The UK standard size and Manga standard sizes are also popular, but don’t overlook the familiar A4 or A5 sizes – there are a surprising number of indie A5 comics about!

In case you are having trouble envisaging the various sizes – print factories trim A4 sized paper down to create both US and UK Standard sized comics, and A5 paper is trimmed down to create Manga Standard.

Print File

For the purposes of this example, let’s assume that you are going to be creating a US Standard sized comic book with dimensions 170mm by 260mm.

Let’s also assume that you have chosen to bind your comic book with Saddle Stitch (also known as Staple) binding. This is the most popular type of comic binding and while there are other types of binding available, to learn the basics we are going to stick with Staple binding. Other binding types require different Quiet Areas, adding an extra layer of complexity.

It’s time to learn about what it means to have Trim Lines, Bleed Area and Quiet Area in your print file and how to ensure you understand what to expect when including them.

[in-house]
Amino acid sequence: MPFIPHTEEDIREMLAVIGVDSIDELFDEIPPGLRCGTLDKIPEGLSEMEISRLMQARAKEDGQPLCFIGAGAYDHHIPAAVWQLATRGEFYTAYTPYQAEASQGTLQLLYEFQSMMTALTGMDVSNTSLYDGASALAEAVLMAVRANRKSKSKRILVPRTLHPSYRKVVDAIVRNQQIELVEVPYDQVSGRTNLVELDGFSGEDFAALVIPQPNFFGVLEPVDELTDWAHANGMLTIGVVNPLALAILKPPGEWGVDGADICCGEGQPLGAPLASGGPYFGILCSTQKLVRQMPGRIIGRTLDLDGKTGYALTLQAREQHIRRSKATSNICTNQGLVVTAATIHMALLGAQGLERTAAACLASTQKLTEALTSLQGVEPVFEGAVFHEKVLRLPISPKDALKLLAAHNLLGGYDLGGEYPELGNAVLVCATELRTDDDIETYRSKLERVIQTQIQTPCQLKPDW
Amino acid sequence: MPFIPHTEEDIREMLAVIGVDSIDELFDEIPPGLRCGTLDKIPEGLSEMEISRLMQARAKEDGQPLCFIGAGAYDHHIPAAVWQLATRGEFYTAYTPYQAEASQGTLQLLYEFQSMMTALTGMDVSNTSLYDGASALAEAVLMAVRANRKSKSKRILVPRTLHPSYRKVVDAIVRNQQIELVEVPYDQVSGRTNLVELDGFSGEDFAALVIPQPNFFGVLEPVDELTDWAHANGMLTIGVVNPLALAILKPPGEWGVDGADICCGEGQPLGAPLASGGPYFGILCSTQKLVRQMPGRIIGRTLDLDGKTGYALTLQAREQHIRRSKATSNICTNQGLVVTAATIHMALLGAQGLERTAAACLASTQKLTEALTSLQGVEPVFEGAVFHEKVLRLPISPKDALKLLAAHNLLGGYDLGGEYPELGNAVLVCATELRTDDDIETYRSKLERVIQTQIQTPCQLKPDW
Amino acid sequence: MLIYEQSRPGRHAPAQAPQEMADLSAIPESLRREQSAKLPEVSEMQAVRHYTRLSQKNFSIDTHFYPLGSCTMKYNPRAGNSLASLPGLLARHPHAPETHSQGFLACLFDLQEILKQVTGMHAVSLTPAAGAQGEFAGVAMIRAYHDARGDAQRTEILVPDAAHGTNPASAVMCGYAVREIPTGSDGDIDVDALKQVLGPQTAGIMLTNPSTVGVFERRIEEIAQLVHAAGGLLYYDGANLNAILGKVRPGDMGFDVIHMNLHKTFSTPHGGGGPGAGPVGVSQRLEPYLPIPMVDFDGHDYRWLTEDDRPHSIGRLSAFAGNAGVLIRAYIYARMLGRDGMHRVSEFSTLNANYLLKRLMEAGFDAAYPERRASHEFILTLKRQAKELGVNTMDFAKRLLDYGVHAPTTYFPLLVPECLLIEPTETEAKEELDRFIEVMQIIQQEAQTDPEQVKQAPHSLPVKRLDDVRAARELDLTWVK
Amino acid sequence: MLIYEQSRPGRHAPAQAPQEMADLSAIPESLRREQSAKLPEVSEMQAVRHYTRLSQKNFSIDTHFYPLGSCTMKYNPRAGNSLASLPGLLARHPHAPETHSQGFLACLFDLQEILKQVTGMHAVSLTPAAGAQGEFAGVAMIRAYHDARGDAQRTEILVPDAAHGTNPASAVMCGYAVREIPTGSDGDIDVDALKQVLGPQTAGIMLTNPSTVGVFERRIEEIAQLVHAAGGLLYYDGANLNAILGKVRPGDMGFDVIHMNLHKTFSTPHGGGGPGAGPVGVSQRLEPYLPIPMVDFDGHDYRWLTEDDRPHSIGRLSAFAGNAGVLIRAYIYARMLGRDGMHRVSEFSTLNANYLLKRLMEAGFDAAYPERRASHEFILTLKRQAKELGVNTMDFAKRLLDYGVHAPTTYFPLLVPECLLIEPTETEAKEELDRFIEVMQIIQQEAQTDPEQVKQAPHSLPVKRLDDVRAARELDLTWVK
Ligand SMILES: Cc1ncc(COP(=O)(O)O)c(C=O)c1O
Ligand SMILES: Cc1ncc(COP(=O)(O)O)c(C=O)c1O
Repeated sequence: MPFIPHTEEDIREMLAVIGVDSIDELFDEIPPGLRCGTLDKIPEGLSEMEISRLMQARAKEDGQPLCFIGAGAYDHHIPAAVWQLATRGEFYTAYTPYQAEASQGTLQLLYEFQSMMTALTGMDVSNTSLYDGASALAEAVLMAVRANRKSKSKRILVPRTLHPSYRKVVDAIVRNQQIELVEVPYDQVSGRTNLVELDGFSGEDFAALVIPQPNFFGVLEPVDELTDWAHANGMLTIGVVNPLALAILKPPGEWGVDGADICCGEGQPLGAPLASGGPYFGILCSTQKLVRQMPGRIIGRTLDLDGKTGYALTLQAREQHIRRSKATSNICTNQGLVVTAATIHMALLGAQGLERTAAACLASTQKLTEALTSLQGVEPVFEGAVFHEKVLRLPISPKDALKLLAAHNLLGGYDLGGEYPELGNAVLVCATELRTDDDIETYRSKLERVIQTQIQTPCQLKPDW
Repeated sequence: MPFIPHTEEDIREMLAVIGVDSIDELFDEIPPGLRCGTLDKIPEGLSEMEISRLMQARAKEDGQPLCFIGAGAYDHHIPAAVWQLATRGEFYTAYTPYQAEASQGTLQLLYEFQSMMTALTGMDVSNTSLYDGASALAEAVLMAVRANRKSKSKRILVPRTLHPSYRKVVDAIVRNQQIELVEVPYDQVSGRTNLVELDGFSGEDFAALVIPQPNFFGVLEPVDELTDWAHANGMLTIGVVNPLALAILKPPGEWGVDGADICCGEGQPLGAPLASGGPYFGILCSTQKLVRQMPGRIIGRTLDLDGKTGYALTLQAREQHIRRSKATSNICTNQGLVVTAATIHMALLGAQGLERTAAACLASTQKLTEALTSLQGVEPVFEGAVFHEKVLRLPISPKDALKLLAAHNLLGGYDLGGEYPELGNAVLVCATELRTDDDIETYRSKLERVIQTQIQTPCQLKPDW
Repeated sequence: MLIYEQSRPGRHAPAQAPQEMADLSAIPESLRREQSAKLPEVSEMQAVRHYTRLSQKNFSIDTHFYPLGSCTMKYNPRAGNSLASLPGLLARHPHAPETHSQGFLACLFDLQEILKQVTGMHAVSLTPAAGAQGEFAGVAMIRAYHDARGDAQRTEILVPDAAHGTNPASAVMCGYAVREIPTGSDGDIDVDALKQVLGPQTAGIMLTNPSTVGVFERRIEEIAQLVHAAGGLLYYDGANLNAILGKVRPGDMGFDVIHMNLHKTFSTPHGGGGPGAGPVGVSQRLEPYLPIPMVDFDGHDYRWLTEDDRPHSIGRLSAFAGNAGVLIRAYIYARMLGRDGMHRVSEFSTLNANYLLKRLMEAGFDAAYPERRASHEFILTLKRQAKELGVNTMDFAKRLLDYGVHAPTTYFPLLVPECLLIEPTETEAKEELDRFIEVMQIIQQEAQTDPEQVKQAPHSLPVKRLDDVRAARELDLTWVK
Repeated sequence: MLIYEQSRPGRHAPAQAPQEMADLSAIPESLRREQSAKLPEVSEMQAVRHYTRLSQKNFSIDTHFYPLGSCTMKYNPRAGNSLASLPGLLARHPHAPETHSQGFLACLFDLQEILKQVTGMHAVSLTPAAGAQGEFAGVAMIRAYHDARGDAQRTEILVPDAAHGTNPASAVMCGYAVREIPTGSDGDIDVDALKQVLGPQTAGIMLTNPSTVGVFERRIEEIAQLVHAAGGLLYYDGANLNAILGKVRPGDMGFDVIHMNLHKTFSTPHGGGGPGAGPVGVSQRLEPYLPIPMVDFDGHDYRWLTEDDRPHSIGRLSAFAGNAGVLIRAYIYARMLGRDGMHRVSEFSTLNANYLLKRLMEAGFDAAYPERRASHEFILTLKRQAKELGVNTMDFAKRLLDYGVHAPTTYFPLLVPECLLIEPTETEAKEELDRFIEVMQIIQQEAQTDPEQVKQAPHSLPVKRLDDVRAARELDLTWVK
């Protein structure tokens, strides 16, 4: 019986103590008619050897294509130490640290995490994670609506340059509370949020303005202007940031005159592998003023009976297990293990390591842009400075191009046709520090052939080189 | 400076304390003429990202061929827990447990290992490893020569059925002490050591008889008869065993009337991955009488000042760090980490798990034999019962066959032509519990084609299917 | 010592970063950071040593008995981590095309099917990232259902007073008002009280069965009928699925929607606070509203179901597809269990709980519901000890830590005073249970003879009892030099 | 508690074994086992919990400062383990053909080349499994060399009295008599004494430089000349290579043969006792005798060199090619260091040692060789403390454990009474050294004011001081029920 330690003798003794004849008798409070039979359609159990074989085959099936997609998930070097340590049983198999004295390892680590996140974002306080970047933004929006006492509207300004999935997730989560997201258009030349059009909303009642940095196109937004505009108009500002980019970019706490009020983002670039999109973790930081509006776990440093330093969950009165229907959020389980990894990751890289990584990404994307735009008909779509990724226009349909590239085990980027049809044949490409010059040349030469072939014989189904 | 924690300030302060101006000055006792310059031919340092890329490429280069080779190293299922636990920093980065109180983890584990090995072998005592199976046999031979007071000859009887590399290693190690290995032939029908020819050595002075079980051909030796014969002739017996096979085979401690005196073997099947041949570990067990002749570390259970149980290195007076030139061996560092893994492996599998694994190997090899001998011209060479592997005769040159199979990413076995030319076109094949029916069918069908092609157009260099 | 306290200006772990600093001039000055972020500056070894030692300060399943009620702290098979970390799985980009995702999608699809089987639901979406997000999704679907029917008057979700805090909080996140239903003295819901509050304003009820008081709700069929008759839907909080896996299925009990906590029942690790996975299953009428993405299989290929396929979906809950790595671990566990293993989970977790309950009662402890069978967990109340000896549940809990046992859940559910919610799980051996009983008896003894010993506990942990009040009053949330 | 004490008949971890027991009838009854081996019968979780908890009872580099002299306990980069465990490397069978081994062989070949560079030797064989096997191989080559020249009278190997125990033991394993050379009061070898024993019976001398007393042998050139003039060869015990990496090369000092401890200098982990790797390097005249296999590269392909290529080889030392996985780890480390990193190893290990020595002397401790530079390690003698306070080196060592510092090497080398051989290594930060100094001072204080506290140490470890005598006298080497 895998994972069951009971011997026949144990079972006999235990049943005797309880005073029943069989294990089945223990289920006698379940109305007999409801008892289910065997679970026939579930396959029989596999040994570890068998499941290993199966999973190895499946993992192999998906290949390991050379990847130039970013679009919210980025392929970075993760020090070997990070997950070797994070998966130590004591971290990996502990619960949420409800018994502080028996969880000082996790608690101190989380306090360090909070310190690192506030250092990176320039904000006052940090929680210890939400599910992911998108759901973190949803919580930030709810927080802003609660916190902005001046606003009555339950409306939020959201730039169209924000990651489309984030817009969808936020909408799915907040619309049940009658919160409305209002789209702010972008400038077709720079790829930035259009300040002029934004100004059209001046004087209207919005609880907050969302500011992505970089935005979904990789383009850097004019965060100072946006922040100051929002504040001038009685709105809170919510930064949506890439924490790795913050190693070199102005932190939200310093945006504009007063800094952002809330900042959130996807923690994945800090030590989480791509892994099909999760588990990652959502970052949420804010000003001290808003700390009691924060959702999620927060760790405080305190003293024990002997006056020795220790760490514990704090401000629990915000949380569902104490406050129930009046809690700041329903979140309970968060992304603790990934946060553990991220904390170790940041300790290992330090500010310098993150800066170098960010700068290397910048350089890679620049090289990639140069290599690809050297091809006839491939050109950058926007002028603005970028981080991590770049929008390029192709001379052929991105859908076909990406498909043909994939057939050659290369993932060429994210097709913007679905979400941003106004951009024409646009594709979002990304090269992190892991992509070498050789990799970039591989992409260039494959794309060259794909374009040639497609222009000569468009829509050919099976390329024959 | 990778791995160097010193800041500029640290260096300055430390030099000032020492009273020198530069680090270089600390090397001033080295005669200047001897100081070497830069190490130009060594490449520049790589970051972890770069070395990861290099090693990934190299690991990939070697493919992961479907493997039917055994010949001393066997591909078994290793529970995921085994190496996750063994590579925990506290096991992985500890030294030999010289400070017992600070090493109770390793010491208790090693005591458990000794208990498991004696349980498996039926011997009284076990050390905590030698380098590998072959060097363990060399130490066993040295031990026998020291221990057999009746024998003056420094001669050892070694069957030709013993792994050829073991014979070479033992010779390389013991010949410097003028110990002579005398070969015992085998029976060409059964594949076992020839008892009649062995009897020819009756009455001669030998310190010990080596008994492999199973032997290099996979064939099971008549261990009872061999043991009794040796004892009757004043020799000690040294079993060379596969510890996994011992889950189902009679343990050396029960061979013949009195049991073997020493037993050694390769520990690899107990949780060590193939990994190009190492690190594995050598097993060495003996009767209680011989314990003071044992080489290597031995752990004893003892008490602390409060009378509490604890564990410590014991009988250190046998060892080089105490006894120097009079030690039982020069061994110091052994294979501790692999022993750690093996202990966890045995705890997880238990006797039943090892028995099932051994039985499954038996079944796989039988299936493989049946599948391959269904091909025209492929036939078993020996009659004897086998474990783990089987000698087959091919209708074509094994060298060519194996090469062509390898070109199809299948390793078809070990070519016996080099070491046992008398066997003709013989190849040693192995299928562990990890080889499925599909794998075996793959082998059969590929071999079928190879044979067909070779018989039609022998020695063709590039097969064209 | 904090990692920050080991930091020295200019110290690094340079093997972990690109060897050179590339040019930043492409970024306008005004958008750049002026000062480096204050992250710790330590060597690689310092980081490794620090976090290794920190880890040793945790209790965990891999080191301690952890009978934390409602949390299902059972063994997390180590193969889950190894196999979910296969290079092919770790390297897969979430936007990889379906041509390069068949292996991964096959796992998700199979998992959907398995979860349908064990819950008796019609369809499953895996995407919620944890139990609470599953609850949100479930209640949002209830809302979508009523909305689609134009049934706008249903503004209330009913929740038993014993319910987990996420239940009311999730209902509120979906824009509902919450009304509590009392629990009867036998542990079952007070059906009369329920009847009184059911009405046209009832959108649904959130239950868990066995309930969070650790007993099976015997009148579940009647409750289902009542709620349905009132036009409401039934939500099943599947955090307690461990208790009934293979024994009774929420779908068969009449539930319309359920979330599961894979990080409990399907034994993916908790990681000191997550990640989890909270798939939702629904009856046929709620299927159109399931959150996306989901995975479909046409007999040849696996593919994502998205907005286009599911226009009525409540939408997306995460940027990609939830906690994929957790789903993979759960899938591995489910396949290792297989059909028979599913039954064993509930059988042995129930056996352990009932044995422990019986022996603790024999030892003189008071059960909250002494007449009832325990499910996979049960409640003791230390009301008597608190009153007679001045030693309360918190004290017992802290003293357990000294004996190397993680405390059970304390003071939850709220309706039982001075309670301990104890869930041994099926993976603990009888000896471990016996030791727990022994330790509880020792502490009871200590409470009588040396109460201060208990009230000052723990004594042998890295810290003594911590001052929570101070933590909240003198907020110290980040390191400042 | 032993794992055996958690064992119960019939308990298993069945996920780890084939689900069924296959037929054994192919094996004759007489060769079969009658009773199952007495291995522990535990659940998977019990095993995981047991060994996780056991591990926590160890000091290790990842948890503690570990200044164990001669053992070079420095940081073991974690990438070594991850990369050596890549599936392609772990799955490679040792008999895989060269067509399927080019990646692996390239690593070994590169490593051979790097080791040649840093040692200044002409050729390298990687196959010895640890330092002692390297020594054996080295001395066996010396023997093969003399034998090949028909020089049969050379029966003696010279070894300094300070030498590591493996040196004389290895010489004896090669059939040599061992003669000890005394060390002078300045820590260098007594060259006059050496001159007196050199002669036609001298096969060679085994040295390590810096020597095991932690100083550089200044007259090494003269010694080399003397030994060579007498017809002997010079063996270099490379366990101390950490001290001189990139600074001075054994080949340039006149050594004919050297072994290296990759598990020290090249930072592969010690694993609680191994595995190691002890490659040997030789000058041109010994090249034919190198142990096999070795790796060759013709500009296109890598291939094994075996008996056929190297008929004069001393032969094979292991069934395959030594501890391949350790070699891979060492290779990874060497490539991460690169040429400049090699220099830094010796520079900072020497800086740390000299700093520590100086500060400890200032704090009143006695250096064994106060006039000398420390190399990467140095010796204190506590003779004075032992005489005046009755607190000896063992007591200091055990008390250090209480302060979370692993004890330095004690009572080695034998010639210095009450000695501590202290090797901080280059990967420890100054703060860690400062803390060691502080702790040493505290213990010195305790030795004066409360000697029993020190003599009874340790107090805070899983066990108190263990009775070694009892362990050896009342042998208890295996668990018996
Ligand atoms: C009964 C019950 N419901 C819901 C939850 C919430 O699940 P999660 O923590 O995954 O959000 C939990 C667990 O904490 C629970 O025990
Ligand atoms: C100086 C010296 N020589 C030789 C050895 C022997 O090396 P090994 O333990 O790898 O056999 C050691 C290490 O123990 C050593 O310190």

Your print file includes all these different areas in order to ensure that the automated process which will create your comic book has some room for slight variation between individual pages.

The machines used, while incredibly accurate, will inevitably experience some movement as the thousands of pieces of paper they process are cut. Even a tiny movement of the paper can change the position of the ridiculously sharp cutting blades, so factoring this in at the design stage is crucial.

Your print file will allow you to understand how your final comic will look as well as conveying your wishes to the machine operators.

Trim Line